MINNEAPOLIS (WCCO) — In 2017, a state report showed that of the nearly 64,000 teachers in Minnesota, 875 were black.

That’s less than 2%. And there are even fewer black men in our classrooms.

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But the Black Men Teach organization is committed to changing that.

There’s nothing unusual about Markus Flynn’s fifth grade science lesson today. But the fact that he’s the one teaching it is pretty rare.

“There’s very few black teachers. Nationally, only 2% of teachers are black men. In the state of Minnesota it’s even worse,” Flynn said. “So I figured if I want to make the biggest impact, have the biggest benefit on my community, the best place for me to do it was in the classroom.”

Markus Flynn (credit: CBS)

And for Flynn, the classroom is just the start. He’s also the executive director of Black Men Teach, an organization focused on building a pipeline for creating and retaining black teachers. People like Keith Durham, a junior at Hamline University and member of Black Men Teach.

“In my head, being from Minnesota, a teacher is an older Caucasian lady,” Durham said.

Durham, who grew up in St. Paul and Woodbury, says he never liked school, but looking back he thinks it’s because no one understood what was going on outside of the classroom.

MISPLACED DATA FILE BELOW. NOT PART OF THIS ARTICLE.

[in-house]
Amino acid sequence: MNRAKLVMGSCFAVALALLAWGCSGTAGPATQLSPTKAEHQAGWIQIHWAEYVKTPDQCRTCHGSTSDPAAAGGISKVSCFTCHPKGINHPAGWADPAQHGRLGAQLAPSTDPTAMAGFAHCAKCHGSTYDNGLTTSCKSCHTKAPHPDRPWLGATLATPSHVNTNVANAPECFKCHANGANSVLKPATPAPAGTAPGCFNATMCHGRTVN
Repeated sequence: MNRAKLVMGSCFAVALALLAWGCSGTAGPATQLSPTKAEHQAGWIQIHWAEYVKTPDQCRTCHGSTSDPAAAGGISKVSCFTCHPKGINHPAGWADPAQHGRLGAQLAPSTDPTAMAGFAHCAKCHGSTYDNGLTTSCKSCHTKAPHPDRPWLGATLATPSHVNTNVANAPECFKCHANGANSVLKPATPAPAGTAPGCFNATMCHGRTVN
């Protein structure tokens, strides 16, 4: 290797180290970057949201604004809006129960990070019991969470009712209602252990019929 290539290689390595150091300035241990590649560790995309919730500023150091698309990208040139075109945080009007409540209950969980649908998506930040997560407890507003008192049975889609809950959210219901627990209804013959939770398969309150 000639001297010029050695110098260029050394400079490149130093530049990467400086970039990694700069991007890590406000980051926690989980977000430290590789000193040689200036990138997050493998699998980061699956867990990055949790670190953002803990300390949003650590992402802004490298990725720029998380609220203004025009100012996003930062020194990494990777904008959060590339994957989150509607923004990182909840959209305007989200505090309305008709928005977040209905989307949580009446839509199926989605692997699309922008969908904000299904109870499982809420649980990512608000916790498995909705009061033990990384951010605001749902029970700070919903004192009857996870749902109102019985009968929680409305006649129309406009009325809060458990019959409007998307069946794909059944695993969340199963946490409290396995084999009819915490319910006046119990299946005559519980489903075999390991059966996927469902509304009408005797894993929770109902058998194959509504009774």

“When I was in second grade my dad went to prison,” Durham said. “It would’ve been a big push for me to actually focus on school and somebody to tell me, like, you don’t need to just play basketball or be a rapper, like, there’s actual jobs out here that are in need of your services.”

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“It’s hard to make an argument that there’s anything more important to the success of black students than black teachers,” Flynn said.

The impact is tangible. Research shows that students who have two black male teachers in elementary school are 32% more likely to enroll in college.

Black students who’d had just one black teacher by third grade were 13% more likely to enroll in college—and those who’d had two were 32% more likely. The findings, led by researchers from Johns Hopkins University and American University, were published in a working paper titled “The Long-Run Impacts of Same-Race Teachers” by the National Bureau of Economic Research.

“One black teacher by third grade can decrease the likelihood of a student dropping out of high school by almost 40%,” Flynn said. “Relationships are so important in education and I think that’s the thing we have to focus on.”

And those relationships are important for white students as well.

“Students who don’t identify as black, it helps them rethink their understanding of what black men are in society,” Flynn said.

“Just having that simple saying of you can do it and you can achieve something I think does tremendous work,” Durham said.

“It creates generational change, generational impact,” Flynn said.

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Black Men Teach works to place men in eight local partner schools. The goal is to have 20% of the teachers in those schools be black men in the next five years.

Erin Hassanzadeh